"In Universities, the Religious People Keep Their Mouths Shut": Solving an Interdiscursive Problem in Higher Education Literacy Practices
Keywords:religion, ethnomethodology, FOUCAULT, higher education, academic literacies, WINCH
Religious faith, despite being a protected characteristic under UK law, is under-studied in higher education. In this article, I answer the call for studies that demonstrate the difference that religious adherence can make to the student experience of higher education instruction and assessment. In my qualitative study, I used ideas from ethnomethodology, FOUCAULT's archaeological work, academic literacies, and the Wittgensteinian perspective of WINCH to characterise the meeting of religious faith and sociological constructionism as a discursive problem occasioned by a born-again Christian student. I show how this discursive problem was described after it had been solved, pragmatically if not academically, in the student's writing. The solution comprised an interdiscursive technique of presenting faith-inspired ideas without pressing them into the service of an argument structure. My analysis of materials demonstrates a series of considerations that would not be relevant to non-religious students.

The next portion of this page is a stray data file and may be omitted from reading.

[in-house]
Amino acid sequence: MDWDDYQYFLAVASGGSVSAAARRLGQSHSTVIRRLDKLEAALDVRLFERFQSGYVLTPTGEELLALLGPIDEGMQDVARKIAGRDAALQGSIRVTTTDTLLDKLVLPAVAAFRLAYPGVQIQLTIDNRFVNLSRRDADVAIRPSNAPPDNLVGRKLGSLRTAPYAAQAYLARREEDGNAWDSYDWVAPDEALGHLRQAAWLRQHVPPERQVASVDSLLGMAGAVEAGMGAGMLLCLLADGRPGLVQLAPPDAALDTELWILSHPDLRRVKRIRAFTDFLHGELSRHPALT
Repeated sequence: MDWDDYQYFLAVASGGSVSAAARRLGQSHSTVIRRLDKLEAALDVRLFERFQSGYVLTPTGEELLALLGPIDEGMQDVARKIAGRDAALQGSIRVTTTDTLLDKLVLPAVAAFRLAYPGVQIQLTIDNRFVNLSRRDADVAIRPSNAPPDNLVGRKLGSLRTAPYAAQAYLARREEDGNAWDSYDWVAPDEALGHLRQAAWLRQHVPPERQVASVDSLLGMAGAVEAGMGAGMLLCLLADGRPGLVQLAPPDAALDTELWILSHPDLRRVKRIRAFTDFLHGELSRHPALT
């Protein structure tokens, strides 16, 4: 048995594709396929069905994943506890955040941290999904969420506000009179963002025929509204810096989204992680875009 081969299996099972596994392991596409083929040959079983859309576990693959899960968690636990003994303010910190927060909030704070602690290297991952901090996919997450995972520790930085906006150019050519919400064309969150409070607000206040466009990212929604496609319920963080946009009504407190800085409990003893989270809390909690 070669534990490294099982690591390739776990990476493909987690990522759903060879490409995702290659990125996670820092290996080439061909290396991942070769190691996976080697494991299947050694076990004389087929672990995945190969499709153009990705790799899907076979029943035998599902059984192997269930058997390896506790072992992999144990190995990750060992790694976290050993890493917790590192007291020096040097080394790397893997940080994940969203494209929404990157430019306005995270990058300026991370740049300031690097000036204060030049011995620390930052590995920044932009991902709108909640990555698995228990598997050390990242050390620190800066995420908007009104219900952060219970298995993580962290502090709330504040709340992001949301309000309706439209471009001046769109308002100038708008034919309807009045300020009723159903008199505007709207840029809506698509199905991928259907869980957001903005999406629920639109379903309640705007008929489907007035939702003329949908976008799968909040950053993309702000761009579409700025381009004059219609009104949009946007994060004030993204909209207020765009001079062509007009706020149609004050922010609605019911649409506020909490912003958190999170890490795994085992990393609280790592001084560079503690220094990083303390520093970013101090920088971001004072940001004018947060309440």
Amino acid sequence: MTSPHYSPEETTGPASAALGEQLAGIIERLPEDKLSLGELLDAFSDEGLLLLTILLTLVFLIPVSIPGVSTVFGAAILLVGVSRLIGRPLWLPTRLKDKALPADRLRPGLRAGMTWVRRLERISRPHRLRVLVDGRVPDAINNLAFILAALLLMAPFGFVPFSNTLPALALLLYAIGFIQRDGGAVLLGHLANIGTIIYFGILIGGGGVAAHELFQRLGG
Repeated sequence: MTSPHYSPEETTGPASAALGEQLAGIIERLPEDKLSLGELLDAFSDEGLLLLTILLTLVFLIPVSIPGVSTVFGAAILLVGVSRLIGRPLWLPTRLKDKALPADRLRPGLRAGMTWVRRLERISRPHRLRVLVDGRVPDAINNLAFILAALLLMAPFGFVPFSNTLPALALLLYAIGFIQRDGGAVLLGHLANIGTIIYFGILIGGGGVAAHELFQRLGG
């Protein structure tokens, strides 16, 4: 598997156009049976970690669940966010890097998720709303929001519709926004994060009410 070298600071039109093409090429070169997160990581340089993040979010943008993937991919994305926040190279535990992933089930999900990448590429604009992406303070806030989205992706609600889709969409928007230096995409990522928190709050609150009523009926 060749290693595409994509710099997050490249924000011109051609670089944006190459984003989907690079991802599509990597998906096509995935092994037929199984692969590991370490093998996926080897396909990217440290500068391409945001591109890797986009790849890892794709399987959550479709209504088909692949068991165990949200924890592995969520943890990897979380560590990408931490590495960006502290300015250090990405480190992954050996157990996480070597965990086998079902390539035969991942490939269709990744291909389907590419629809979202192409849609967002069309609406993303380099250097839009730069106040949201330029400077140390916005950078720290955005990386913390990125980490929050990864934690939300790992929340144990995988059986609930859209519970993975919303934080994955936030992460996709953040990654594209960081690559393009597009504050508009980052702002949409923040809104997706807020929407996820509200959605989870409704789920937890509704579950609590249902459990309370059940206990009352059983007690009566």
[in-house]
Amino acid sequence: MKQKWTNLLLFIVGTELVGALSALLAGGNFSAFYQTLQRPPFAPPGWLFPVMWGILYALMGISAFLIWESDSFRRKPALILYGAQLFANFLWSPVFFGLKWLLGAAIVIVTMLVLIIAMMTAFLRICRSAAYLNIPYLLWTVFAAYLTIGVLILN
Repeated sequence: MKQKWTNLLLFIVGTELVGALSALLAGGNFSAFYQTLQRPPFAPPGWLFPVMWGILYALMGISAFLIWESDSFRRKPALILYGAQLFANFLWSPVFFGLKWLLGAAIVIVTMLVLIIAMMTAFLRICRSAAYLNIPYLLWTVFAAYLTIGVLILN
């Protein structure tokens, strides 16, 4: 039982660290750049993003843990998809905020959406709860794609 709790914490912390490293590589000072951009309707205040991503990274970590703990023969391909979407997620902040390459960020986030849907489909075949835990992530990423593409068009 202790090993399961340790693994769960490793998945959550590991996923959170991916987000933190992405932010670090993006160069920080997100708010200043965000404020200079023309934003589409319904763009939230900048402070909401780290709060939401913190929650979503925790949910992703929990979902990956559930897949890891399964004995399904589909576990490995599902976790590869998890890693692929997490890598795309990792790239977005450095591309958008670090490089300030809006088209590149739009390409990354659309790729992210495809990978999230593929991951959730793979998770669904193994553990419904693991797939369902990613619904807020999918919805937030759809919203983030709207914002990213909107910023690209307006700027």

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Copyright (c) 2022 Paul Vincent Smith
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